Councilmember Dunn: Grocery hazard pay is the ‘direct fist of government’
Mar 8, 2021, 2:03 PM | Updated: 3:34 pm
(Photo by Michael Loccisano/Getty Images)
The cities of Seattle and Burien have enacted hazard pay ordinances, requiring larger grocery stores to pay their employees more per hour, citing an increased risk of COVID exposure as the reasoning. It appears as though the King County Council is leaning in this direction as well for unincorporated King County.
“My view is that it should be the free market that decides this stuff, and I continue to be very concerned about this,” King County Councilmember Reagan Dunn told the Jason Rantz Show on KTTH. “It’s not even an invisible hand of government anymore. It’s the direct fist of government saying the private sector shall do X, Y, and Z.”
“We’ve seen this with things like passing rent directly onto the backs of landlords. … We’re seeing it now where the government is forcing these small — relatively small, some of them — stores in unincorporated King County to pay hazard pay, when you know they’re going to take care of their employees the way that they need to take care of them,” he said.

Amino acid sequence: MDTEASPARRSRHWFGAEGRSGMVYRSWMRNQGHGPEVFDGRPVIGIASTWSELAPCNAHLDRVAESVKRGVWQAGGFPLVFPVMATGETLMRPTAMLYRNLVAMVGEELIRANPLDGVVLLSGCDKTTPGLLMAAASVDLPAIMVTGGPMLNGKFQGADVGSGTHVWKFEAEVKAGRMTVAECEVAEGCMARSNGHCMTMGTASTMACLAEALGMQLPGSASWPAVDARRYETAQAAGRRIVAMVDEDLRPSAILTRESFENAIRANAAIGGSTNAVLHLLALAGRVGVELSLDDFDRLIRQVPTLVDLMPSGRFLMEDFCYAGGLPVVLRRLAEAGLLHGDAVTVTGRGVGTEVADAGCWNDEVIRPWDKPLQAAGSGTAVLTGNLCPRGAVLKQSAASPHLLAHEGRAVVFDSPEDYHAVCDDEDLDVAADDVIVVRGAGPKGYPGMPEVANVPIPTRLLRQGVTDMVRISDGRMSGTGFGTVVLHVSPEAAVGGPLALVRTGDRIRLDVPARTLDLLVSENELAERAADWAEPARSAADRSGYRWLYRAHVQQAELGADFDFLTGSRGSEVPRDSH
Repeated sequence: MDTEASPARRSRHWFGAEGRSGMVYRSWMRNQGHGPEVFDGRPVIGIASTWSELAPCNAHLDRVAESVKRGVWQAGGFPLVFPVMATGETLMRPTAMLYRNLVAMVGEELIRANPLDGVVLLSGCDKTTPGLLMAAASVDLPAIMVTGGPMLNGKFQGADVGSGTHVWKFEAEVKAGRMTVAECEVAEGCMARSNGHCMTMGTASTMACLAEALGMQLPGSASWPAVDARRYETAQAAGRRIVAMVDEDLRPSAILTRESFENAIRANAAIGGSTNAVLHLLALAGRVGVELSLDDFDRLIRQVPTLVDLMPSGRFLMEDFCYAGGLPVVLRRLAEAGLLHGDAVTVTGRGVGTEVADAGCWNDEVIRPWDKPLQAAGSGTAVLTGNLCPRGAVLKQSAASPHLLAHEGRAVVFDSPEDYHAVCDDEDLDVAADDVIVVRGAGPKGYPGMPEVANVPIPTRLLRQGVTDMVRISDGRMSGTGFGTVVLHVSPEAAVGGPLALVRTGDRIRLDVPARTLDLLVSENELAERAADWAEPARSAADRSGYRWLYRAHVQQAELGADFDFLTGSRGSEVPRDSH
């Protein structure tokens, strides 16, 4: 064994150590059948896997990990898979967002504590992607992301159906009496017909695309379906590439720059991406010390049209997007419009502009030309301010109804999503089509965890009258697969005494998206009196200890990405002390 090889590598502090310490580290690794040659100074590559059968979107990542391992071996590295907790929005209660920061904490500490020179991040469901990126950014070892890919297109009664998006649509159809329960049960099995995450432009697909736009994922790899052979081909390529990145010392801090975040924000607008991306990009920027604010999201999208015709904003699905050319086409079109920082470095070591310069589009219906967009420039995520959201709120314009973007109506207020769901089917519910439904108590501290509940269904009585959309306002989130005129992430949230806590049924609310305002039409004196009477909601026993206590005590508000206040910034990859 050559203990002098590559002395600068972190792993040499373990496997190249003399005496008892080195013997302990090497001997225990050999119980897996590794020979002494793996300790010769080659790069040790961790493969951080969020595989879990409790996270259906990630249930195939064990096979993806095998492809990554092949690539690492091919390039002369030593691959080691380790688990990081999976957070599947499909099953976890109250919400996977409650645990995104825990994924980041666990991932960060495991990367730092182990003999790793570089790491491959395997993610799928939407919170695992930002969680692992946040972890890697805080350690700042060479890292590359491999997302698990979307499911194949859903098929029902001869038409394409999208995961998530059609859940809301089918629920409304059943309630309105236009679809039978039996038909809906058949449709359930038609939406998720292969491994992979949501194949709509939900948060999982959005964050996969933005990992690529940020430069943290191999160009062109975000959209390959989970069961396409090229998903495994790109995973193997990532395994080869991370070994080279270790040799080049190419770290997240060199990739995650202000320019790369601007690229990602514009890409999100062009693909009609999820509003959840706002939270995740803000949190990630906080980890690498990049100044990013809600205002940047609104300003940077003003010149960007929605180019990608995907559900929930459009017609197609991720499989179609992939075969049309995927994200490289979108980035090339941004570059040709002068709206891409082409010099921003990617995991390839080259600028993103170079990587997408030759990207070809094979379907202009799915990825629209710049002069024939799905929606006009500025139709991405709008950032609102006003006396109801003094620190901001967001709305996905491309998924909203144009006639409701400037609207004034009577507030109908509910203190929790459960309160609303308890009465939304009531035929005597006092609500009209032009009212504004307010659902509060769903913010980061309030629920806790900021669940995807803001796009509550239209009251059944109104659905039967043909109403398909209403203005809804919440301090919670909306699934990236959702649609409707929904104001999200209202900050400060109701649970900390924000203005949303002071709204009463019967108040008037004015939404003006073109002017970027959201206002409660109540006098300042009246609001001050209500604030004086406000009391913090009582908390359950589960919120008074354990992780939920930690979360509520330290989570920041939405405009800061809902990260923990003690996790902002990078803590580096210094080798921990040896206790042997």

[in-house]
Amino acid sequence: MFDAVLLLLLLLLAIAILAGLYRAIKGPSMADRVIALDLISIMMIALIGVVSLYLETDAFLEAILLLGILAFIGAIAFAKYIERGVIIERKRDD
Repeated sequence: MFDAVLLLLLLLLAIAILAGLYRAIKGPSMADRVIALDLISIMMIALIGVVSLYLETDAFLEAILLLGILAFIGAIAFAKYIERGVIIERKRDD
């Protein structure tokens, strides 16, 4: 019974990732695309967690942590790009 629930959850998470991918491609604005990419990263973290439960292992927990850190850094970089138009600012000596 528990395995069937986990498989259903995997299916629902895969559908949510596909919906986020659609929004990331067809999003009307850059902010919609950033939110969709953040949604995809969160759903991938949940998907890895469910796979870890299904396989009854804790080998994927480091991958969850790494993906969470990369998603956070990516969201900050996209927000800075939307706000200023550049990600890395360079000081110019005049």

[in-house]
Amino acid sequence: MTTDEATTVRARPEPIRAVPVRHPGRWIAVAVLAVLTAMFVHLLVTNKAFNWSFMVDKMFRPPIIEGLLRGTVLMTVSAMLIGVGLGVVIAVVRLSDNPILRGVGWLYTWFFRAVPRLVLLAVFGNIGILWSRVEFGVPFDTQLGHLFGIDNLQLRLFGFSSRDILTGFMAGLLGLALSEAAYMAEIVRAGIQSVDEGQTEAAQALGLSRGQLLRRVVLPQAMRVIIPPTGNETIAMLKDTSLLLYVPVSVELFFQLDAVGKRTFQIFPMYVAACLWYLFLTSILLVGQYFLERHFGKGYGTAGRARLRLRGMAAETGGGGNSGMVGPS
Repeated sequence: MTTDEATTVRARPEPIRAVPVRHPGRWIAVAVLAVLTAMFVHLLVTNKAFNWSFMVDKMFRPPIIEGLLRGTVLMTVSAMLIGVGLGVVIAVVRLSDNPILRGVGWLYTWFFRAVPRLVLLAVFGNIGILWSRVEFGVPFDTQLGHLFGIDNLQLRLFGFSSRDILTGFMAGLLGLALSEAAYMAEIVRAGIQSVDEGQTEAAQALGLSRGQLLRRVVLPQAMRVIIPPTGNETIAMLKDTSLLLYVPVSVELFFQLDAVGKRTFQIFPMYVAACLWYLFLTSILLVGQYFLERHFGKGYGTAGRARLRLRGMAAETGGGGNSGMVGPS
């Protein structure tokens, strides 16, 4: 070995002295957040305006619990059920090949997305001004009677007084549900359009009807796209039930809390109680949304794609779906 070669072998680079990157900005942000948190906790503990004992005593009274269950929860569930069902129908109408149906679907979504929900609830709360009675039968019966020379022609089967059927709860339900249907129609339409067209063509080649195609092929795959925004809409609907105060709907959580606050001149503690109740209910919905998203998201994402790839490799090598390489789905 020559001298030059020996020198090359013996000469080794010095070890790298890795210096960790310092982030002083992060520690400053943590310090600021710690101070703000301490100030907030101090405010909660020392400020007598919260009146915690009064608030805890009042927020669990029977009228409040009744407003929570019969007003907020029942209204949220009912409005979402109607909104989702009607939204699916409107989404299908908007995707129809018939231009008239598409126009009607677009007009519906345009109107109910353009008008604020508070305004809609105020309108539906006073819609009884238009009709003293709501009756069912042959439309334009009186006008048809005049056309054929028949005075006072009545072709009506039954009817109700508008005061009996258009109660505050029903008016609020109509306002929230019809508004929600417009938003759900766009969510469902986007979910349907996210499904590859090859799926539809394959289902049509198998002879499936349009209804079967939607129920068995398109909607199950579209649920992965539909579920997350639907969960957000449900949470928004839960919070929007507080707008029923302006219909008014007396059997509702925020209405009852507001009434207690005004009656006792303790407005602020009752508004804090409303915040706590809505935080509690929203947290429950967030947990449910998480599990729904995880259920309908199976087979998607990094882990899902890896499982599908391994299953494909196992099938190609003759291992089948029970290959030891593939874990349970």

Dunn says a better approach, if this approach is going to be taken, would be a direct subsidy to the grocery workers.
“If we really are going to influence the market, I’d rather just have the county do a direct subsidy to the grocery worker,” he said. “That would make more sense, as opposed to potentially wiping out a grocery store because of all the added employee costs — that’s a key service to the community.”
As Jason asked, does Dunn think there’s union influence behind this?
“Absolutely. And here’s the thing: It’s designed to raise that pay,” he said. “And then when the wave of the pandemic washes back out to sea, it will still remain the high water mark. In other words, they’re going to continue to keep this $4 pay in there, just like what they’re doing right now in homelessness.”
“They’re forcing Seattle’s failed homeless policies on the suburbs by putting homeless people into hotels in the suburbs outside of Seattle,” he explained. “It’s a terrible way to handle things, and it makes for bad policy.”
Legislation that would add a $4-an-hour hazard pay for grocery workers in unincorporated King County could be approved by the full council at its Tuesday meeting.
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